*Warning- talk of suicide*
I wouldn’t have imaged trying to find help would be so difficult. I was always led to believe that the hardest part is recognizing you need help and then telling someone. Speaking up, asking for help. No, trying to find that help turned out to be so much harder.
We spent days looking up therapists in our area who said on their website that they specialize in postpartum depression. We made countless calls, leaving as many voice mails as calls to never have a single one respond. It was two weeks leading up to Christmas but still I would have expected a response.
As Christmas approached I didn’t know how I was going to make it. With everyday that passed my will power to live dwindled. With every plan I made to kill myself I forced myself to tell my husband. He’d immediately removed what ever needed to be to keep me safe. During this time we learned how to have HARD conversations.
I was desperate. It was less then a week before Christmas of 2018 and I NEEDED help NOW!
I texted my midwife, I should have done this many months earlier, and asked her where I could go to get on some medication for postpartum depression. She sent me a name of a Doctor..
I called him, it was the Friday before Christmas. Christmas was just 5 days away. I left him a message. I explained I had postpartum depression, that my midwife revered me and that I really needed help. He called me back! The first person to call me back in the three weeks I’d been trying to reach out for help. We talked on the phone as he drove home from the office for Christmas break. After our conversation he decided to call me in a prescription and meet with me two days after Christmas. It gave me hope. Finally someone who cared. I rode this hope to get me through Christmas.
I met with him weekly and every so often we upped the medication. It wasn’t helping yet. Meanwhile things were extremely difficult for me and my ride of hope had ended.
After seeing him for 3 weeks he decided to get me into a therapist. He referred me to a woman who specialized in postpartum mental health. When I called her she answered and got me in the very next day.
When I saw her she validated how bad I was. She knew I needed an immediate medication change and sent me to an office that was believed to have a psychiatrist there. I went there and asked to see a psychiatrist, the receptionist said I could be seen in two hours so I went to get lunch and came back.
I wanted to get help so I really put myself out there trying to tell him what was going on. He just seemed really confused and didn’t want to change my medication. After an hour in his office he sent me to the hospital to be evaluated. I was so exhausted and frustrated that he would do this. He is who I was sent to see for medication changes, why wasn’t he just changing them?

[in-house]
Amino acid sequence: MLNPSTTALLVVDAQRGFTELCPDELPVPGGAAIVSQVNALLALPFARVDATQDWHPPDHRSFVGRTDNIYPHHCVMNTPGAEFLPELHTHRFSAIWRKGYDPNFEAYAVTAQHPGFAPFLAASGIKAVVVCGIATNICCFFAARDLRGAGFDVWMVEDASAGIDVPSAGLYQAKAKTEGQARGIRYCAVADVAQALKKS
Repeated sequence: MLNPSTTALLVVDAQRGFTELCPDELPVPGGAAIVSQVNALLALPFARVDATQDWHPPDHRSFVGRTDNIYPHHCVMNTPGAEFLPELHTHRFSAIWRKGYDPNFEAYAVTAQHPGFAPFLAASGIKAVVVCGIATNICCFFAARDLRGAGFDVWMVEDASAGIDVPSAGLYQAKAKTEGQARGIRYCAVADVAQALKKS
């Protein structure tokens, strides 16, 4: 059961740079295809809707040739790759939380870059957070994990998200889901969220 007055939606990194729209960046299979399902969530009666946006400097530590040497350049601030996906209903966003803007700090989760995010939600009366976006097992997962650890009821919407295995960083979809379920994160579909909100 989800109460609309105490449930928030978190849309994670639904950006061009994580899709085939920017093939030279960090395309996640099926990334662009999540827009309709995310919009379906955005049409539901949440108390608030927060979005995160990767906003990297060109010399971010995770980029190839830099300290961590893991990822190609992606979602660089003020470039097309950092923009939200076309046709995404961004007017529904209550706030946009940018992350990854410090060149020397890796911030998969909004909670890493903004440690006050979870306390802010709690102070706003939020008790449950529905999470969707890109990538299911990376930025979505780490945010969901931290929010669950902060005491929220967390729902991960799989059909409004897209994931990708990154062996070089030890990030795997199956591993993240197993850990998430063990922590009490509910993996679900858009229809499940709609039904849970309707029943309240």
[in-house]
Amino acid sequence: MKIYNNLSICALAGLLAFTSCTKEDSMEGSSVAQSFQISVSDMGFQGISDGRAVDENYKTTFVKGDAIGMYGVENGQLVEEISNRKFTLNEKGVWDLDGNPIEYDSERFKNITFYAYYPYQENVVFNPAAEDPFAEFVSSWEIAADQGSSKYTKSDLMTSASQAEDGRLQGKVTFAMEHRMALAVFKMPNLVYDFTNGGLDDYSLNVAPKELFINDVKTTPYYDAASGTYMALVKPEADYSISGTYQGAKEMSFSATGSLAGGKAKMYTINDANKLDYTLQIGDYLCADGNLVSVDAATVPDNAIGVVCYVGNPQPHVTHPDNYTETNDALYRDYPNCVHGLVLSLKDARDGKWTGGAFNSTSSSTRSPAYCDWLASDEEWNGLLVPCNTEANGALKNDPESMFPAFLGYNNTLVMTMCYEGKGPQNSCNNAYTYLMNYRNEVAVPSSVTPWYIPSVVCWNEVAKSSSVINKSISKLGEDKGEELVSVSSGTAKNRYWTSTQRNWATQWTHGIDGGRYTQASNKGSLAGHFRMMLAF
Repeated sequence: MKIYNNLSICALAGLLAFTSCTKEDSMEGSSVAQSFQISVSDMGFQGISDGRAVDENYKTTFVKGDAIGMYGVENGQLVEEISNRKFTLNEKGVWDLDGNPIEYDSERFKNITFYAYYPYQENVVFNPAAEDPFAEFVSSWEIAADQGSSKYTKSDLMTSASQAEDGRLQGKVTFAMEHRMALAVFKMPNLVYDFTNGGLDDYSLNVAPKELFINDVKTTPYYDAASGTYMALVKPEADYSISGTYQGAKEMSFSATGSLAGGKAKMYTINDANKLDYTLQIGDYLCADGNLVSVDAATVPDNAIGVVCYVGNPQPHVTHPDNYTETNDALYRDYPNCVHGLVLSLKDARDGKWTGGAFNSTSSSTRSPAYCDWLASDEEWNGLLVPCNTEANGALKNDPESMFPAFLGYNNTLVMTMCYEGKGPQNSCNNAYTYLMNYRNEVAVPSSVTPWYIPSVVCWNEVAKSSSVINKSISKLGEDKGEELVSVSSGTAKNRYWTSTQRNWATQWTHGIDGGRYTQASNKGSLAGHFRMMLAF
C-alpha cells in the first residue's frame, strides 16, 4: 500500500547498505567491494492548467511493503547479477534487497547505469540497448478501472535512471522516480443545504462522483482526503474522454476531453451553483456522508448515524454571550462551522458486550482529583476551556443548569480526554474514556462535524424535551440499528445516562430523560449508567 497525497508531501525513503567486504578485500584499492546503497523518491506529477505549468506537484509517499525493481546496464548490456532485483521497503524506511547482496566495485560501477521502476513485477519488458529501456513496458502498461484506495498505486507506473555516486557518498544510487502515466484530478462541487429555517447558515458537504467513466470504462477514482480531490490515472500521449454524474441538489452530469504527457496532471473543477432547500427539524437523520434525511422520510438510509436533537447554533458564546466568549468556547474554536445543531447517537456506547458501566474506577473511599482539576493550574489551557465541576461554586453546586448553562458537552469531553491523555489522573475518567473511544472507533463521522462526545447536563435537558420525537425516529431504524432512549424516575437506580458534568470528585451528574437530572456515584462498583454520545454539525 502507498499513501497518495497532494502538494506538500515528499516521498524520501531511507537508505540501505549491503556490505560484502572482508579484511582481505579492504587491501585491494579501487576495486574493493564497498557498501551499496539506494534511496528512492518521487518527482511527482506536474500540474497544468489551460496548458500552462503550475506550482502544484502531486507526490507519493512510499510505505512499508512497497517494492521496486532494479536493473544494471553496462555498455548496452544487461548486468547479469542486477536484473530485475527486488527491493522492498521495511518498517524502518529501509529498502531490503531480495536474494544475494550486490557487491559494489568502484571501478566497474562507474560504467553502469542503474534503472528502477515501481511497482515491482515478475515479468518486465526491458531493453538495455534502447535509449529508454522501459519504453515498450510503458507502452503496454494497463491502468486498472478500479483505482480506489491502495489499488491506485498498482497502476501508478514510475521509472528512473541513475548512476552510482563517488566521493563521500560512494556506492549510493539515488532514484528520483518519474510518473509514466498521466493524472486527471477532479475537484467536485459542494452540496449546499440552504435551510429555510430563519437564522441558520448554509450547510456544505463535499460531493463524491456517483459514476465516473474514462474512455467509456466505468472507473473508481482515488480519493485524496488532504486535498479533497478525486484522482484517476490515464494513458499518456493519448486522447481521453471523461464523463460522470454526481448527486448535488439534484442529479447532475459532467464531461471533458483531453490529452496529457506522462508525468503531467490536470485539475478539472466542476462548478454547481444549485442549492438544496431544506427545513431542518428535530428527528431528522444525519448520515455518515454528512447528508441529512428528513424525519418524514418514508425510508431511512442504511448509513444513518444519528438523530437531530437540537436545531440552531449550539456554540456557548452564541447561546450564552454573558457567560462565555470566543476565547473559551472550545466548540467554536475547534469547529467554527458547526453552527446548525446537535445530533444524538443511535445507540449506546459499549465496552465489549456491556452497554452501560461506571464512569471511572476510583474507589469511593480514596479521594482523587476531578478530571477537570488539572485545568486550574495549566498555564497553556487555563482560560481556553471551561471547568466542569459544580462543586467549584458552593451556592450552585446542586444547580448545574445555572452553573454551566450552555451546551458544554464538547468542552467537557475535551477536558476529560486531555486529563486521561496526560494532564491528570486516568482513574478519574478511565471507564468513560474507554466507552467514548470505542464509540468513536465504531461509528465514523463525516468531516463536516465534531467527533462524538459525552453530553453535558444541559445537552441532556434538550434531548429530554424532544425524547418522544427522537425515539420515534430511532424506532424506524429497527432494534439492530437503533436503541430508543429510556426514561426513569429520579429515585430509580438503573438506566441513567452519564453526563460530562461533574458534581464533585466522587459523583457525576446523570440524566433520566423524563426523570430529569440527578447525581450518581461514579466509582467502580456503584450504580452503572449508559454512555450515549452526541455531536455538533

At the hospital it took a lot of convincing them I was fine and that we had a good safety plan in place at home. They called my husband and spoke with him on the phone and decided they’d release me into his care.
The next morning I went back to the Drs office as scheduled expecting to have medication adjustments. When I went in the Dr came in and said “So I see the ER let you go home. I saw here in the notes it said you were having a follow up with a psychiatrist today. I’m not a psychiatrist.”
I had a flood of emotions, fist anger, I had been so honest with these people about my darkest thoughts to just find out they weren’t qualified to be handling them. Then despair, I had finally thought I was getting help and things could only get better from here-boy was I wrong. Lastly I just wanted to cry. Emotionally I couldn’t handle this.
Being uninsured complicated my situation with trying to get help. Not many people would see me. They gave me a list of psychiatrist to call to see if I could get in.
My husband called all of them. Some had waits, some could have seen me same day but nobody would because I wasn’t on medicaid. So my life didn’t matter because of the income we make? This reinforced everything I was already feeling and my will to live was nearly gone.
Over and over we were turned away. Finally we got an appointment but it was 6 weeks out. I didn’t have 6 weeks.
The Dr I saw earlier in the day called me in a prescription to help me sleep. It was the first night in years I slept well. Upon waking though I was drugged, yet my mind could still run a million miles per hour. My body responded in delay which frustrated my mind that couldn’t slow down. I made my way snail speed downstairs to where my husband was. I looked at him and all I could think was if this is how I have to live till I can get help I’m not living.
My crazy on the inside finally manifested on the outside. I was shaking my hands and arms, pacing back and forth, agitated, freaking out at the drop of a pin, and couldn’t handle life.
I thought it couldn’t get worse than this, and yet it did.